President Omar Hassan al-Bashir of Sudan, the country’s longtime leader, was declared re-elected on Monday, winning 94 percent of the vote in balloting that was boycotted by opposition groups and marred by low turnout and public apathy. Mukhtar al-Asam, head of the Sudanese Elections Committee, said that 46 percent of eligible voters across the country had cast presidential ballots in four days of voting that began April 13, and that the turnout was lowest in the capital, Khartoum, and its surroundings, at just 34 percent. “The elections were useless,” said Mouyaser Hasan, 26, an engineer in Khartoum who said he did not vote.
Two independent candidates withdrew from Sudan’s presidential election on Wednesday, citing irregularities in the polling process after the election commission extended voting by a day. Most of the main opposition parties had already boycotted the election, which started on Monday and had been due to end on Wednesday, saying they had been denied the opportunity to compete fairly against President Omar Hassan al-Bashir, in power since 1989. With little effective opposition, Bashir appears certain to be re-elected. A parliamentary election is also being held.
Amid widespread public apathy and calls for a boycott from opposition groups, polling stations in Sudan opened on Monday for an election that many believe is guaranteed to give President Omar Hassan al-Bashir another five years in office. “It’s a comedy,” said Abdulhafeez Abdullah, 35, a law school graduate. “The president is certainly going to win.” Mr. Abdullah has a big poster of Mr. Bashir in the back window of his minibus, but he said he was not going to vote. “The poster just helps with traffic police,” he said.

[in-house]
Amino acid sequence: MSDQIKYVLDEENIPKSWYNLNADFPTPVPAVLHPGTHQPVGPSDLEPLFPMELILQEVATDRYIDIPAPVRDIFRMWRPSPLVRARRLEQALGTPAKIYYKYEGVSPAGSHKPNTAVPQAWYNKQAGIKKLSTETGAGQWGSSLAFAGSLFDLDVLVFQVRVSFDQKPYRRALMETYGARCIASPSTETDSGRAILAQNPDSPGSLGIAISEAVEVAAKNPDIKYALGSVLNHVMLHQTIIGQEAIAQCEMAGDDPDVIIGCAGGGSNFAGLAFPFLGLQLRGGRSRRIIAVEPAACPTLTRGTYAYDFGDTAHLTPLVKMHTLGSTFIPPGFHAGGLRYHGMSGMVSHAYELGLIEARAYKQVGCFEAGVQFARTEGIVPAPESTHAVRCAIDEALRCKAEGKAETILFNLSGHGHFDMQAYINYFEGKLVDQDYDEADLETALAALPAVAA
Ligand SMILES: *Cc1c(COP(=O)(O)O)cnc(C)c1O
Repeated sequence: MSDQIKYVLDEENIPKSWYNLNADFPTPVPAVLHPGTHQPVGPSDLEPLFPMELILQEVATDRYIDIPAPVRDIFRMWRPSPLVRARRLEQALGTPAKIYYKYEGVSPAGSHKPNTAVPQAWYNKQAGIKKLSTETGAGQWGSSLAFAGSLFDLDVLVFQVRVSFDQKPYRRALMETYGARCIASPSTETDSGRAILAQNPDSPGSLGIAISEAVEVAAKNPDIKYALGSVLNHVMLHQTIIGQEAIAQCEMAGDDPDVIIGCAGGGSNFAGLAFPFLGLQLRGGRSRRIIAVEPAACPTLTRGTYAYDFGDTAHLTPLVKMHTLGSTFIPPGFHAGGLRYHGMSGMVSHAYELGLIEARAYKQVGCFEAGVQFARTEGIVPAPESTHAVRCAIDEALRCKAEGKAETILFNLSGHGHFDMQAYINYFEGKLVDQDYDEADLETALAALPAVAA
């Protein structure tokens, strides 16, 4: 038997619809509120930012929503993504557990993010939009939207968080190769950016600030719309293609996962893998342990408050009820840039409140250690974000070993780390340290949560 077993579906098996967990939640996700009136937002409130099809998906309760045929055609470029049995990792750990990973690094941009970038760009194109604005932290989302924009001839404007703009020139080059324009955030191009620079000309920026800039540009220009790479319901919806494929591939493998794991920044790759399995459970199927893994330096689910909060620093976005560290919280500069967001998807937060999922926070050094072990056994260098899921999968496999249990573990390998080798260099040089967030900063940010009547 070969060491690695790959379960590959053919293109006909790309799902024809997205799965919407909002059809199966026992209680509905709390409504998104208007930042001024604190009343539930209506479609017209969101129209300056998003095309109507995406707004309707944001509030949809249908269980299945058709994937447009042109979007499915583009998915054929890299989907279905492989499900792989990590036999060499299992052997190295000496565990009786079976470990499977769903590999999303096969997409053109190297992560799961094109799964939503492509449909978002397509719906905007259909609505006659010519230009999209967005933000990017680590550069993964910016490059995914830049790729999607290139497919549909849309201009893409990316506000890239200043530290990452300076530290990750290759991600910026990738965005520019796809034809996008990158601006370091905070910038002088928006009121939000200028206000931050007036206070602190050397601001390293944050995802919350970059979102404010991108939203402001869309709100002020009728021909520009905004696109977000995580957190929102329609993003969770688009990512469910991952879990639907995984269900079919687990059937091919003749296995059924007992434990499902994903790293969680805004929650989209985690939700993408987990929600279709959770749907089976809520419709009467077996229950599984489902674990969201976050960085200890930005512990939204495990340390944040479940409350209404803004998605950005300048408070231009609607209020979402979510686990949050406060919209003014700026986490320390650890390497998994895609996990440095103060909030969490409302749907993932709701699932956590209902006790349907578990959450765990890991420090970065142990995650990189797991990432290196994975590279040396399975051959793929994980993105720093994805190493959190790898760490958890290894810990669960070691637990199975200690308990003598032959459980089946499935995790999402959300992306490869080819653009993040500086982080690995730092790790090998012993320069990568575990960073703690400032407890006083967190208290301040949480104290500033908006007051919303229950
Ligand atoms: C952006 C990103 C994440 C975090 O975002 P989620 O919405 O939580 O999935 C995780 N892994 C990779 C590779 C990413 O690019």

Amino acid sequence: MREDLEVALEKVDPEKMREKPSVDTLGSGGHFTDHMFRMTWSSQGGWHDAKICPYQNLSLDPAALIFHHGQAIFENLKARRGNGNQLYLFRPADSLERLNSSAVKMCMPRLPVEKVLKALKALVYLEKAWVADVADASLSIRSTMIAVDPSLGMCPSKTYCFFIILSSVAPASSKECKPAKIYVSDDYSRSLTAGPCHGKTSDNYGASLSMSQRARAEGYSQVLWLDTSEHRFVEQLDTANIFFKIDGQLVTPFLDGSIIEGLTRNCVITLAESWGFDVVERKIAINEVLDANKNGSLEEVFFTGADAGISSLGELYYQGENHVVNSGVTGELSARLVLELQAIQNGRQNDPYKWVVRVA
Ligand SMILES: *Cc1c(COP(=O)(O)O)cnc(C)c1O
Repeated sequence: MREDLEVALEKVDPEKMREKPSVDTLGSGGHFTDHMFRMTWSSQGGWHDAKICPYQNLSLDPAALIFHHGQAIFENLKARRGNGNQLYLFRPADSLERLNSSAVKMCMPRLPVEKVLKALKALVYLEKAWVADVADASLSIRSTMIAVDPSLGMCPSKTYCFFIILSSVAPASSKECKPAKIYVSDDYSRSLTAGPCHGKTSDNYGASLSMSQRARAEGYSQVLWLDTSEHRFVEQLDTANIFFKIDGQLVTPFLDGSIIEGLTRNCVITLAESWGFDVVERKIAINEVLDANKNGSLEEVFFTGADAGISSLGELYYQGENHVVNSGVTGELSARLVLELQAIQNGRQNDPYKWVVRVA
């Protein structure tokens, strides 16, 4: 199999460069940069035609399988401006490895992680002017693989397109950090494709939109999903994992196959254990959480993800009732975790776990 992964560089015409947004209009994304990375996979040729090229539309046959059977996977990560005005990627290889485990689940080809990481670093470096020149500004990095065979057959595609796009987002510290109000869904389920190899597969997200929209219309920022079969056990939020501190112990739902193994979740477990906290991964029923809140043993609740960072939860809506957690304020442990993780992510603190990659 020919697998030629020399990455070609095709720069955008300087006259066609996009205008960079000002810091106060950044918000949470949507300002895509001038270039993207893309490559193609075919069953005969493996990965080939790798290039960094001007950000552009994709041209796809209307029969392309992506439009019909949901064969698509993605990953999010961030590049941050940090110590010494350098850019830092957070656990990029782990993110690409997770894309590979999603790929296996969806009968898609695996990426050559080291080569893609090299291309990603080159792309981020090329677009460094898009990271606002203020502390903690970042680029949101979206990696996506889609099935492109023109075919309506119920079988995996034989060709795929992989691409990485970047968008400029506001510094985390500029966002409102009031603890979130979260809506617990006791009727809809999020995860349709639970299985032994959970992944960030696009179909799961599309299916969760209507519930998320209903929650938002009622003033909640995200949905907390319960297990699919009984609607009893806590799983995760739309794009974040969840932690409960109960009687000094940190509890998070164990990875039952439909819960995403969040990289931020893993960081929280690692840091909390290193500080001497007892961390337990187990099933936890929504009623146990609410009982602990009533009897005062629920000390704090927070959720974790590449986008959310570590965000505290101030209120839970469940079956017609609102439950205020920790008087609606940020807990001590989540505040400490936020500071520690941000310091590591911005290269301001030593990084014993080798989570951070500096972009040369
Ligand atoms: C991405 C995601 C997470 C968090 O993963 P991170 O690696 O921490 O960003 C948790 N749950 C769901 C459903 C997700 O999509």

Sudanese voters headed to the polls in sparse numbers on Monday at the start of a three-day election boycotted by the main opposition parties, with President Omar Hassan al-Bashir on course to extend his quarter century in power. The presidential and parliamentary elections are the first since Sudan saw its south secede in 2011, losing a third of its land and nearly all of its oil production. Bashir has cast himself as a guarantor of stability as his security forces tackle insurgencies in the western territory of Darfur and along the border with South Sudan. He has warned against a change in government while the wider region is embroiled in violence from Libya to Yemen. His campaign speeches have also addressed improving the economy, in which inflation and unemployment remain high.